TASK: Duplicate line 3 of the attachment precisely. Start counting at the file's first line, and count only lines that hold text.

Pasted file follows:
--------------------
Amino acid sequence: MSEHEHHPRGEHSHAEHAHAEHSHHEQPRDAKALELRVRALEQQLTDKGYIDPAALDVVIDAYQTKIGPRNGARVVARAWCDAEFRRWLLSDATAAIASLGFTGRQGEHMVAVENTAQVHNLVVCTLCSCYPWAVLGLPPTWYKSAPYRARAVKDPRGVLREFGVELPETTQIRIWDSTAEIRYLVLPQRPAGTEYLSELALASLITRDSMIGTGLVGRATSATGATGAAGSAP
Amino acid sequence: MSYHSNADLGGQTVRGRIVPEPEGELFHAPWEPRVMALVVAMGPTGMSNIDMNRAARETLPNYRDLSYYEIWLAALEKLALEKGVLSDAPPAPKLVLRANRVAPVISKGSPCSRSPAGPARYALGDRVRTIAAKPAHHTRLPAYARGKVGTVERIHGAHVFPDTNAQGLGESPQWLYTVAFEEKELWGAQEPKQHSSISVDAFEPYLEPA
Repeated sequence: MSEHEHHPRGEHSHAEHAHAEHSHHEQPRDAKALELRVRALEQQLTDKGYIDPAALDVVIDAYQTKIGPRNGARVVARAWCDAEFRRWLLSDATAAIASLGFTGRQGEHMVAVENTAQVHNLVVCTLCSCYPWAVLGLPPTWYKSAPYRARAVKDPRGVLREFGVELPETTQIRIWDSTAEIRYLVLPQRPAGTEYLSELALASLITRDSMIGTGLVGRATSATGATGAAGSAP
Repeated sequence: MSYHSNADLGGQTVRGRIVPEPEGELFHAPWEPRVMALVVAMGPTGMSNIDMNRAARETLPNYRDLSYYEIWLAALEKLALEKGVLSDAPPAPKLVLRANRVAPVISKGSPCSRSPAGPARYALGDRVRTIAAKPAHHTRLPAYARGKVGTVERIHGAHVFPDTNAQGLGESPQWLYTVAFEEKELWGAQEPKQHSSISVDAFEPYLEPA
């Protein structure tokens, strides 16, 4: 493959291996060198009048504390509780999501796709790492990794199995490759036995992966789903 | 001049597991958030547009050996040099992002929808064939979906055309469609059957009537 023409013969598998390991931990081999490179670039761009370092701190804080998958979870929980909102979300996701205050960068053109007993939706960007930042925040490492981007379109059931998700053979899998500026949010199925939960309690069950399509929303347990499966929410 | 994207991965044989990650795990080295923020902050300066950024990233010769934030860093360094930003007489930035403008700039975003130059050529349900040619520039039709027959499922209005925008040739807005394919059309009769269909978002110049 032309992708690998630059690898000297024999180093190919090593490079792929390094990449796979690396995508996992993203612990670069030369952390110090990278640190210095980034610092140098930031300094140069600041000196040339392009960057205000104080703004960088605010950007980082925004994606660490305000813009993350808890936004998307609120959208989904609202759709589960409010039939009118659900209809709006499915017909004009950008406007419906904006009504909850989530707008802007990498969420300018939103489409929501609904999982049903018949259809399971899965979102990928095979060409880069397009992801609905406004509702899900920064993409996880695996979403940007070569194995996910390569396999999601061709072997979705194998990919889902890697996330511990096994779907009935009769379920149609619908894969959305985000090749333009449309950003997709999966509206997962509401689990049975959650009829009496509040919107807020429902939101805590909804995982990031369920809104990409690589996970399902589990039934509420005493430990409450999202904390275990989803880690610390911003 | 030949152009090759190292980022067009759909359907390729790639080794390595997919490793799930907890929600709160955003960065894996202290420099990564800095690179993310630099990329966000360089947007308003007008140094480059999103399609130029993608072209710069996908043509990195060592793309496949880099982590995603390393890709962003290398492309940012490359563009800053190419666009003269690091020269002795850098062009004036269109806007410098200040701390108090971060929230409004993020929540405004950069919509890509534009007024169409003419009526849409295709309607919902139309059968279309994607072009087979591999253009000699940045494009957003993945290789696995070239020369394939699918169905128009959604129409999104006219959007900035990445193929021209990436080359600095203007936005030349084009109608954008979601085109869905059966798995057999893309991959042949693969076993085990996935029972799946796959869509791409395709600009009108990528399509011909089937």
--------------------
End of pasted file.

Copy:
Repeated sequence: MSEHEHHPRGEHSHAEHAHAEHSHHEQPRDAKALELRVRALEQQLTDKGYIDPAALDVVIDAYQTKIGPRNGARVVARAWCDAEFRRWLLSDATAAIASLGFTGRQGEHMVAVENTAQVHNLVVCTLCSCYPWAVLGLPPTWYKSAPYRARAVKDPRGVLREFGVELPETTQIRIWDSTAEIRYLVLPQRPAGTEYLSELALASLITRDSMIGTGLVGRATSATGATGAAGSAP